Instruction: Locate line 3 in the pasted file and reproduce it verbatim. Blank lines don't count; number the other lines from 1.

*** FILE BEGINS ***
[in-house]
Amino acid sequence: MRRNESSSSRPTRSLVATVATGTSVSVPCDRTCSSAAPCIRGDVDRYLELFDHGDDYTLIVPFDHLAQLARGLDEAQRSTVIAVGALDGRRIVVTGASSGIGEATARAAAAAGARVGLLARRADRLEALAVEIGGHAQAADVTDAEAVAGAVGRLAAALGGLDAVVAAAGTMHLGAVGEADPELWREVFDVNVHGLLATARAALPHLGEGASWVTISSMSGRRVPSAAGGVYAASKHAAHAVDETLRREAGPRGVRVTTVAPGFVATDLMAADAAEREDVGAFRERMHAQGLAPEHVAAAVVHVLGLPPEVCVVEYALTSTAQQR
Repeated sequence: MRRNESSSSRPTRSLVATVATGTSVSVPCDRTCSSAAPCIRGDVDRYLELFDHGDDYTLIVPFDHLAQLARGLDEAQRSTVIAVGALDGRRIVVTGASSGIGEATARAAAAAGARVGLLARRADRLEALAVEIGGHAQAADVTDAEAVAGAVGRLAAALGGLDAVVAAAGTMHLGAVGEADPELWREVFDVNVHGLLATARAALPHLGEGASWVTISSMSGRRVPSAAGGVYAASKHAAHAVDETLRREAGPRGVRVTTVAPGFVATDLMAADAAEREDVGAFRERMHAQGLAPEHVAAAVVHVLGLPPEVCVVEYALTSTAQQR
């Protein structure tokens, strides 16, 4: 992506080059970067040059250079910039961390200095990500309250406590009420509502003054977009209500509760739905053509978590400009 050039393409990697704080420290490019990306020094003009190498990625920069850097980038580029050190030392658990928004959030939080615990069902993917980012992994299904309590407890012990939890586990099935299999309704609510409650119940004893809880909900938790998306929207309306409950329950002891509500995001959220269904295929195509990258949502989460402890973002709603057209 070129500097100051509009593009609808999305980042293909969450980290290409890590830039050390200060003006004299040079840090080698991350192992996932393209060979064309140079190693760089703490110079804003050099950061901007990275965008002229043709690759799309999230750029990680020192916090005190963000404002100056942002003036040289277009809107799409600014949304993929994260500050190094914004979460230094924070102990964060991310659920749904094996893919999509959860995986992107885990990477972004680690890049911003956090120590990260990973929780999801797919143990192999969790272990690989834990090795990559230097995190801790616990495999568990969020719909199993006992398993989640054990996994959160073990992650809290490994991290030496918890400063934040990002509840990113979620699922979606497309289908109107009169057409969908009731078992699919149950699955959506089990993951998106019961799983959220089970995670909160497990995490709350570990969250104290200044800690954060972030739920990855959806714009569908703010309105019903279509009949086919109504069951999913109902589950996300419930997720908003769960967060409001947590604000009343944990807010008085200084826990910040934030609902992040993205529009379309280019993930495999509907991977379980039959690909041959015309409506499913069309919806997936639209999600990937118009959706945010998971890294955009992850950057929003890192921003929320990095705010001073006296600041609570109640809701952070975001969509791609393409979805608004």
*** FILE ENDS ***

Repeated sequence: MRRNESSSSRPTRSLVATVATGTSVSVPCDRTCSSAAPCIRGDVDRYLELFDHGDDYTLIVPFDHLAQLARGLDEAQRSTVIAVGALDGRRIVVTGASSGIGEATARAAAAAGARVGLLARRADRLEALAVEIGGHAQAADVTDAEAVAGAVGRLAAALGGLDAVVAAAGTMHLGAVGEADPELWREVFDVNVHGLLATARAALPHLGEGASWVTISSMSGRRVPSAAGGVYAASKHAAHAVDETLRREAGPRGVRVTTVAPGFVATDLMAADAAEREDVGAFRERMHAQGLAPEHVAAAVVHVLGLPPEVCVVEYALTSTAQQR